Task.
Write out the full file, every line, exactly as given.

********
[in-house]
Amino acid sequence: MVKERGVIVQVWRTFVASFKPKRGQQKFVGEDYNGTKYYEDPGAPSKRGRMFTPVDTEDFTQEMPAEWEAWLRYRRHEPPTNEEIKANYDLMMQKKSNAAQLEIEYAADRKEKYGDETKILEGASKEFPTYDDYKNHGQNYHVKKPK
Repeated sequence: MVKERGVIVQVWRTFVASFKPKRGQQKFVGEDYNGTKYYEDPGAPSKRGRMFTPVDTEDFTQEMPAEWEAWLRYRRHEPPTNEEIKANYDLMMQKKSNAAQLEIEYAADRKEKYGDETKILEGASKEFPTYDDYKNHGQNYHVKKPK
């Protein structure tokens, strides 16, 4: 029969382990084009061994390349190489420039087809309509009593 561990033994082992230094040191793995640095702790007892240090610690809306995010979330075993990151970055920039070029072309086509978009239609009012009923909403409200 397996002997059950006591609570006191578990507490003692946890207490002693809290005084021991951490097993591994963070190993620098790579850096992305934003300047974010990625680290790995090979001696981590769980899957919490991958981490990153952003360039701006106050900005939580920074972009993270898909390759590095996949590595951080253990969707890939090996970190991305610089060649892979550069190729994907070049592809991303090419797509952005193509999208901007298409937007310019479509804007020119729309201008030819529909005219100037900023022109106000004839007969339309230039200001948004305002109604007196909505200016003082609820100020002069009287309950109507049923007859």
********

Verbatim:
[in-house]
Amino acid sequence: MVKERGVIVQVWRTFVASFKPKRGQQKFVGEDYNGTKYYEDPGAPSKRGRMFTPVDTEDFTQEMPAEWEAWLRYRRHEPPTNEEIKANYDLMMQKKSNAAQLEIEYAADRKEKYGDETKILEGASKEFPTYDDYKNHGQNYHVKKPK
Repeated sequence: MVKERGVIVQVWRTFVASFKPKRGQQKFVGEDYNGTKYYEDPGAPSKRGRMFTPVDTEDFTQEMPAEWEAWLRYRRHEPPTNEEIKANYDLMMQKKSNAAQLEIEYAADRKEKYGDETKILEGASKEFPTYDDYKNHGQNYHVKKPK
């Protein structure tokens, strides 16, 4: 029969382990084009061994390349190489420039087809309509009593 561990033994082992230094040191793995640095702790007892240090610690809306995010979330075993990151970055920039070029072309086509978009239609009012009923909403409200 397996002997059950006591609570006191578990507490003692946890207490002693809290005084021991951490097993591994963070190993620098790579850096992305934003300047974010990625680290790995090979001696981590769980899957919490991958981490990153952003360039701006106050900005939580920074972009993270898909390759590095996949590595951080253990969707890939090996970190991305610089060649892979550069190729994907070049592809991303090419797509952005193509999208901007298409937007310019479509804007020119729309201008030819529909005219100037900023022109106000004839007969339309230039200001948004305002109604007196909505200016003082609820100020002069009287309950109507049923007859």